# ----------------------- CoProcessor definition -----------------------

def CreateCoProcessor():
  def _CreatePipeline(coprocessor, datadescription):
    class Pipeline:
      # state file generated using paraview version 5.8.1-1-g40b41376db

      # ----------------------------------------------------------------
      # setup views used in the visualization
      # ----------------------------------------------------------------

      # trace generated using paraview version 5.8.1-1-g40b41376db

      #### disable automatic camera reset on 'Show'

      # get the material library
      materialLibrary1 = GetMaterialLibrary()

      # Create a new 'Render View'
      renderView1 = CreateView('RenderView')
      renderView1.ViewSize = [716, 352]
      renderView1.AxesGrid = 'GridAxes3DActor'
      renderView1.CenterOfRotation = [0.0020009127283896633, 0.001999172356439815, 0.0019999934867559444]
      renderView1.StereoType = 'Crystal Eyes'
      renderView1.CameraPosition = [0.036644586455975216, 0.21705065997450937, 0.0662849960547136]
      renderView1.CameraFocalPoint = [0.054171492461448235, -0.2147265944903157, 0.06031747111213411]
      renderView1.CameraViewUp = [0.9991579942858331, 0.04046464155513918, 0.0067760784031188894]
      renderView1.CameraParallelScale = 0.11422577498907434
      renderView1.BackEnd = 'OSPRay raycaster'
      renderView1.OSPRayMaterialLibrary = materialLibrary1

      # register the view with coprocessor
      # and provide it with information such as the filename to use,
      # how frequently to write the images, etc.
          filename='RenderView1_%t.png', freq=1, fittoscreen=0,
          magnification=1, width=716, height=352, cinema={}, compression=5)
      renderView1.ViewTime = datadescription.GetTime()


      # ----------------------------------------------------------------
      # setup view layouts
      # ----------------------------------------------------------------

      # create new layout object 'Layout #1'
      layout1 = CreateLayout(name='Layout #1')
      layout1.AssignView(0, renderView1)

      # ----------------------------------------------------------------
      # restore active view
      # ----------------------------------------------------------------

      # ----------------------------------------------------------------
      # setup the data processing pipelines
      # ----------------------------------------------------------------

      # create a new 'AMReX/BoxLib Particles Reader'
      # create a producer from a simulation input
      dEM07_plt00050 = coprocessor.CreateProducer(datadescription, 'inputparticles')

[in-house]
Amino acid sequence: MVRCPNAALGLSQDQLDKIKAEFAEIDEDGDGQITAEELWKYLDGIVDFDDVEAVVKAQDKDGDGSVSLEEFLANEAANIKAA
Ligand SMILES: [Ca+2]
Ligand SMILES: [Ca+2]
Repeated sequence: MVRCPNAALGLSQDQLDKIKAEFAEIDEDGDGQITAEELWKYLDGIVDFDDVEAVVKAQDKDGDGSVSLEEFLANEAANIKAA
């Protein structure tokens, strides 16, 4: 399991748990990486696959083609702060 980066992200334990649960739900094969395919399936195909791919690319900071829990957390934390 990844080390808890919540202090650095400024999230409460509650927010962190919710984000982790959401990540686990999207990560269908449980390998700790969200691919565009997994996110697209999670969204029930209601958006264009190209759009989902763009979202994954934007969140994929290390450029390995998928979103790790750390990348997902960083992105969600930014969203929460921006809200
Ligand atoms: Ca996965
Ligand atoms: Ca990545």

# create a new 'Feature Analysis' filter
      featureAnalysis1 = FeatureAnalysis(Input=dEM07_plt00050)
      featureAnalysis1.ClusterBlockSize = [3, 3, 3]
      featureAnalysis1.FeatureGaussian = [2.0, 10.0]

      # create a new 'Resample To Image'
      resampleToImage1 = ResampleToImage(Input=featureAnalysis1)
      resampleToImage1.SamplingBounds = [1.9417382859558333e-06, 0.003984164024624505,
      1.748457857490837e-08, 0.003865203601139793, 2.523888219899246e-06, 0.003966030690060129]

      # ----------------------------------------------------------------
      # setup the visualization in view 'renderView1'
      # ----------------------------------------------------------------

      # show data from resampleToImage1
      resampleToImage1Display = Show(resampleToImage1, renderView1, 'UniformGridRepresentation')

      # get color transfer function/color map for 'similarity'
      similarityLUT = GetColorTransferFunction('similarity')
      similarityLUT.ApplyPreset('Cold and Hot', True) ####
      similarityLUT.InvertTransferFunction() ####
      similarityLUT.ScalarRangeInitialized = 1.0

      # get opacity transfer function/opacity map for 'similarity'
      similarityPWF = GetOpacityTransferFunction('similarity')i
      similarityPWF.Points = [0.0, 0.0, 0.5, 0.0, 0.37078651785850525, 0.02139037474989891,
      0.5, 0.0, 0.7387640476226807, 0.04812834411859512, 0.5, 0.0, 0.8904494643211365, 0.27272728085517883, 0.5, 0.0, 1.0, 1.0, 0.5, 0.0]
      ##similarityPWF.Points = [0.0, 1.0, 0.5, 0.0, 0.25070422887802124, 0.3375000059604645,
      0.5, 0.0, 0.490140825510025, 0.0, 0.5, 0.0, 1.0, 0.0, 0.5, 0.0]
      similarityPWF.ScalarRangeInitialized = 1

      # trace defaults for the display properties.
      resampleToImage1Display.Representation = 'Volume'
      resampleToImage1Display.ColorArrayName = ['POINTS', 'similarity']
      resampleToImage1Display.LookupTable = similarityLUT
      resampleToImage1Display.OSPRayScaleArray = 'similarity'
      resampleToImage1Display.OSPRayScaleFunction = 'PiecewiseFunction'
      resampleToImage1Display.SelectOrientationVectors = 'None'
      resampleToImage1Display.ScaleFactor = 0.0003982222286338549
      resampleToImage1Display.SelectScaleArray = 'None'
      resampleToImage1Display.GlyphType = 'Arrow'
      resampleToImage1Display.GlyphTableIndexArray = 'None'
      resampleToImage1Display.GaussianRadius = 1.9911111431692744e-05
      resampleToImage1Display.SetScaleArray = ['POINTS', 'similarity']
      resampleToImage1Display.ScaleTransferFunction = 'PiecewiseFunction'
      resampleToImage1Display.OpacityArray = ['POINTS', 'similarity']
      resampleToImage1Display.OpacityTransferFunction = 'PiecewiseFunction'
      resampleToImage1Display.DataAxesGrid = 'GridAxesRepresentation'
      resampleToImage1Display.PolarAxes = 'PolarAxesRepresentation'